TL;DR

On with Advent of Code puzzle 9 from 2021: using the flood fill algorithm.

This puzzle starts quiet by asking us to calculate local minima in a grid of values. The thing is made easy by the fact that these minima are always exactly in one single spot, i.e. there are never cases of two adjacent cells that are both at the local minimum.

My approach is brute-forcey without any attempt at optimizing the sweep. In particular, for each position we check the condition about the surrounding 4 positions (diagonals don’t count) and if it’s a local minimum I record it.

sub part1 ($in) {
   my $inputs = $in<data>;
   my $lr = $inputs.end;      # last row
   my $lc = $inputs[0].end;   # last column
   my $sum = 0;               # result
   $in<low> = my @low;        # find out low points
   for 0 .. $lr -> $br {
      ITEM:
      for 0 .. $lc -> $bc {
         for [1, 0], [0, 1], [-1, 0], [0, -1] -> ($dr, $dc) {
            my ($r, $c) = $br + $dr, $bc + $dc;
            next unless 0 <= $r <= $lr && 0 <= $c <= $lc;
            next ITEM if $inputs[$br][$bc] >= $inputs[$r][$c];
         }
         $sum += 1 + $inputs[$br][$bc];
         @low.push: [$br, $bc];
      }
   }
   return $sum;
}

The $input is supposed to be a double-dimensional array of integers, read from the input grid of values.

I’m not particularly fond of the way I iterate over the surrounding positions, but it works.

Part 2 is about finding the size of basins. Basically the spots at height 9 are divisions across these basins, and each local minimum is associated to exactly one basin. Again this is a simplification over the general case in which two adjacent basins might be divided by lower walls. Thanks Mr. Wastl 😅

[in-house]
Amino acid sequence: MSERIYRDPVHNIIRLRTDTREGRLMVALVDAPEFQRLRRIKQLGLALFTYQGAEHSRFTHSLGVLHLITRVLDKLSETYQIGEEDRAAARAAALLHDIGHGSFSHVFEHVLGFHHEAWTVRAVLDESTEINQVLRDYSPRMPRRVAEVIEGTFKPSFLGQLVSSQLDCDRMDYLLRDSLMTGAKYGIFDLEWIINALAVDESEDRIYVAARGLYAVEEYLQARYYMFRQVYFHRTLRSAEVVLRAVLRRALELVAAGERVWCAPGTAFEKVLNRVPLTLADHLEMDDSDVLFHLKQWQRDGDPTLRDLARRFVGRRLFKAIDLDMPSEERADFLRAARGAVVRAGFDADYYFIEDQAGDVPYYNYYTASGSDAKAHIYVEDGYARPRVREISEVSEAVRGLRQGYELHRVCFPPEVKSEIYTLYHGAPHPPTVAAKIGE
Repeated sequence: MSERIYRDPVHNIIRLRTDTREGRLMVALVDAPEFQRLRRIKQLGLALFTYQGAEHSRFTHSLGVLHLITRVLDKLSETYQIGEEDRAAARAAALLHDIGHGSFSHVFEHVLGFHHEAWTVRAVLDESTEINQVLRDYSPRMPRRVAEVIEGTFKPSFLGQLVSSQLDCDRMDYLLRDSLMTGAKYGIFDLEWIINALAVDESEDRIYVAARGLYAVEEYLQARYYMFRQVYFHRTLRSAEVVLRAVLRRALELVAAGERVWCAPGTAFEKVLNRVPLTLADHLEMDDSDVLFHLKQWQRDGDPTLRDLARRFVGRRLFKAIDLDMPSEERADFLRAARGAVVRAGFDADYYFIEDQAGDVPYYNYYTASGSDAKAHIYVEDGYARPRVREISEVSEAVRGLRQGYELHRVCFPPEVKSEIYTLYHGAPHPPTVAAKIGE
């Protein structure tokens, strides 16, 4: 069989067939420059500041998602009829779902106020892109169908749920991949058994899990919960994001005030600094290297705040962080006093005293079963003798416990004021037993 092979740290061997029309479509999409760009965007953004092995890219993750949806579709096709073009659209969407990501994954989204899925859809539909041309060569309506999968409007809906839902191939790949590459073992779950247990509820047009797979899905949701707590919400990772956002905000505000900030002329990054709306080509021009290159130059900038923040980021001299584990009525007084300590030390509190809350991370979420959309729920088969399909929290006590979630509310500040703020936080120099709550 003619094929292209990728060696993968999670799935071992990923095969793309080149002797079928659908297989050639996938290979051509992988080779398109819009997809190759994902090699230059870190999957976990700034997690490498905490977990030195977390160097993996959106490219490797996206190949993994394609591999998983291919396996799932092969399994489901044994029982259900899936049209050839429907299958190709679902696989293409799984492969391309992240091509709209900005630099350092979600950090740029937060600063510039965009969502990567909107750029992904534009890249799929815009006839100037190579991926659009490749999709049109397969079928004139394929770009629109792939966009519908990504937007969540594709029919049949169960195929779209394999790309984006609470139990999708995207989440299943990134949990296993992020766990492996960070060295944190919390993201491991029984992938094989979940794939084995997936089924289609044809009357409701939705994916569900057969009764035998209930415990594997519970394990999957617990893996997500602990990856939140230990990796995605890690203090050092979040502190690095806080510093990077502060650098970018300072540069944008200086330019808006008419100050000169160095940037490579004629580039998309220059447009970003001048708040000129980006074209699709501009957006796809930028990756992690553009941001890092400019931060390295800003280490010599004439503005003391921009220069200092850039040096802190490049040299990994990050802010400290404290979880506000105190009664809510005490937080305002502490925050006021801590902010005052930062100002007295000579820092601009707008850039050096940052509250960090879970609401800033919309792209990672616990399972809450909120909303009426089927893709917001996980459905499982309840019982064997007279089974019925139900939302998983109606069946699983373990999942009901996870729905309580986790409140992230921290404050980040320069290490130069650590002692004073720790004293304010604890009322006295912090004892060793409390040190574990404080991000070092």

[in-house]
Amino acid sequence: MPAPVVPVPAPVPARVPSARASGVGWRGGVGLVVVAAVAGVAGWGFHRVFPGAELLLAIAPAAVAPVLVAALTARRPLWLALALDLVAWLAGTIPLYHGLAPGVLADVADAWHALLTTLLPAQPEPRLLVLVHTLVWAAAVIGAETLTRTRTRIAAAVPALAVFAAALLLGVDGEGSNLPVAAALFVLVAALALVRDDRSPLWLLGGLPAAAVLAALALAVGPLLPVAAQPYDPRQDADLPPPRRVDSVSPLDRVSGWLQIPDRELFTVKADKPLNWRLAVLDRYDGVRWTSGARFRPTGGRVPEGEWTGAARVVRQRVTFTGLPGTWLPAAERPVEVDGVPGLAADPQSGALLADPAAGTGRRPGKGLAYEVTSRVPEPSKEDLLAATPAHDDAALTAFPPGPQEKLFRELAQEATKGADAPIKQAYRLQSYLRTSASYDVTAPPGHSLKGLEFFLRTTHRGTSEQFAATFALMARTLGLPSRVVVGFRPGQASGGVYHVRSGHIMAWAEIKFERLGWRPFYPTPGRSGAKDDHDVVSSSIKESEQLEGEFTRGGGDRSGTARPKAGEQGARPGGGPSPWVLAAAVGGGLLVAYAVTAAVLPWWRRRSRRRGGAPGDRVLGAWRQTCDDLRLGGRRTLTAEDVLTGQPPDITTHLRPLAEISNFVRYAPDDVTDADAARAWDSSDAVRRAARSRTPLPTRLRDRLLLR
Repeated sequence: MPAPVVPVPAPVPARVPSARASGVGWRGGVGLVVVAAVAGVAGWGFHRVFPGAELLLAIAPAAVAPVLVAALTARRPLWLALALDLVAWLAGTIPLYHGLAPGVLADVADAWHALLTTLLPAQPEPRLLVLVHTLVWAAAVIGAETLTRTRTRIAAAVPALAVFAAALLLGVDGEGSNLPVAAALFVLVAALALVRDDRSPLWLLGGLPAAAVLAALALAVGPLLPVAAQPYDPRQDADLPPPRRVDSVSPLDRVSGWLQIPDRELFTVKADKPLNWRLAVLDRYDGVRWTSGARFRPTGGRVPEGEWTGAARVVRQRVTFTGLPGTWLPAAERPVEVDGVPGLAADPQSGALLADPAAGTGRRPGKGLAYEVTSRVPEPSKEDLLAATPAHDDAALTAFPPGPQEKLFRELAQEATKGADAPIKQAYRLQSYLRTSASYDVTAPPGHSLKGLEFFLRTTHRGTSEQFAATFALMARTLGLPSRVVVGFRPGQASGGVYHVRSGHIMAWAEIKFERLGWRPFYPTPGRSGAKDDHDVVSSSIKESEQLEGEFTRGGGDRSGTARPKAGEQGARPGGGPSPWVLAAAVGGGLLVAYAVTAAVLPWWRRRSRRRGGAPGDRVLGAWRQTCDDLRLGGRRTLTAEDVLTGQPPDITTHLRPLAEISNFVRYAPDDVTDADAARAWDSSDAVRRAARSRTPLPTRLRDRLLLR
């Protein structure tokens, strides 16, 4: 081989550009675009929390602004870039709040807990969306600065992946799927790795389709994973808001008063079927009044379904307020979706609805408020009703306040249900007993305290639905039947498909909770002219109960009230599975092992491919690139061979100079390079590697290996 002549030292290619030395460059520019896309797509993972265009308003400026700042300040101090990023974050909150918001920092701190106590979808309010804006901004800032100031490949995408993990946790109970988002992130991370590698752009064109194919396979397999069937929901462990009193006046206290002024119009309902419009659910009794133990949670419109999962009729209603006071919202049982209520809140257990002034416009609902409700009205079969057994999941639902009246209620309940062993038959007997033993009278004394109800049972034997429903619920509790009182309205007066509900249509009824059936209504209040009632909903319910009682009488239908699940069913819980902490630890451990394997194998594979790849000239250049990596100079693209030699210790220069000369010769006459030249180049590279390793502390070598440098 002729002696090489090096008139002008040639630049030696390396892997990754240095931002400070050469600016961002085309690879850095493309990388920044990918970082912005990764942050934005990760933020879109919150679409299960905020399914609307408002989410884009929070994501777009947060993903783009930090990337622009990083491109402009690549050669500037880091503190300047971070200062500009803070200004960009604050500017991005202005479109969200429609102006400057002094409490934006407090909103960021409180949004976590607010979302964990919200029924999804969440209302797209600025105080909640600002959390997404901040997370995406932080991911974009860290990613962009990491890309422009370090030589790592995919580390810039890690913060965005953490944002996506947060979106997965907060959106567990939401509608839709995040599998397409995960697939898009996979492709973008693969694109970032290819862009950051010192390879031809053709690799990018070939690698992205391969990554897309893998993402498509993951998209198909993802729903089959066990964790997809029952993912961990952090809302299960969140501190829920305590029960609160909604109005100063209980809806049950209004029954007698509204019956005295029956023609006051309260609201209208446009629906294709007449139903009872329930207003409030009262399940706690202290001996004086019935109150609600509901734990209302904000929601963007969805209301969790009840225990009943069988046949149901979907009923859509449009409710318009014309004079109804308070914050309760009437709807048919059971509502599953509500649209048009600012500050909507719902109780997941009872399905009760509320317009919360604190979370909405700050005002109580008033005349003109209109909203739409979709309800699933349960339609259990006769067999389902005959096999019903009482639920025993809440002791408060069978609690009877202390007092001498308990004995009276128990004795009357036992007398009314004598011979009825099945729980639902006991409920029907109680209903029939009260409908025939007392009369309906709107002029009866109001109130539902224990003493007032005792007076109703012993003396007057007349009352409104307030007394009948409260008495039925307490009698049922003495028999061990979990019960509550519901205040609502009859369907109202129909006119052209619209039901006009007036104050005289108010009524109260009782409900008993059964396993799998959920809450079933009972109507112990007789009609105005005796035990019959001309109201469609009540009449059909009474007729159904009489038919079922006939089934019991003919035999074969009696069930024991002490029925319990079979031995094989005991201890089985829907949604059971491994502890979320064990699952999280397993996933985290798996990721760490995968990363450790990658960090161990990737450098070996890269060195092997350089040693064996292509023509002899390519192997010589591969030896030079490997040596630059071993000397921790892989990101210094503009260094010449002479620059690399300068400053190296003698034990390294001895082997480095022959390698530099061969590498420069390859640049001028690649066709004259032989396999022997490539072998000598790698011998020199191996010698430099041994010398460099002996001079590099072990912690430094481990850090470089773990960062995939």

To do this, I decided to go for a search algorithm that implements a flood fill, using the borders or the height of 9 as a stopping condition. The implementation is iterative, leveraging a queue of nodes to check that is fed in a way that actually implements a breadth first visit of the graph induced by the grid.

sub part2 ($inputs) {
   my $lr = $inputs<data>.end;     # last row
   my $lc = $inputs<data>[0].end;  # last column
   my %size-of;                    # size of each basin
   for $inputs<low>.List -> ($br, $bc) {  # iterate on basins' low pts
      my $key = "$br-$bc";         # to index %size-of
      my @queue = $($br, $bc,);    # starting point for flood fill
      while @queue.elems {
         my ($r, $c) = @queue.shift.List;
         next unless 0 <= $r <= $lr && 0 <= $c <= $lc;
         next if $inputs<data>[$r][$c] == 9; # edge or marked
         $inputs<data>[$r][$c] = 9;  # mark as done - DIRTY!
         ++%size-of{$key};

         # just add all candidates, will check later
         for [1, 0], [0, 1], [-1, 0], [0, -1] -> ($dr, $dc) {
            @queue.push: [$r + $dr, $c + $dc];
         }
      }
   }
   return [*] %size-of.values.sort.reverse.Array.splice(0, 3);
}

I’m reusing the positions of the local minima from the first part here, conveniently added to the $inputs. I now it’s dirty but in my defense you never know what comes in puzzle #2 and hurry can be a great motivator to introduce technical debt that will never be paid back.

Well… today also we arrived to the end of it. I feel the tingling sensation that Mr. Wastl is preparing for something really hard eventually… let’s hope it’s not too hard!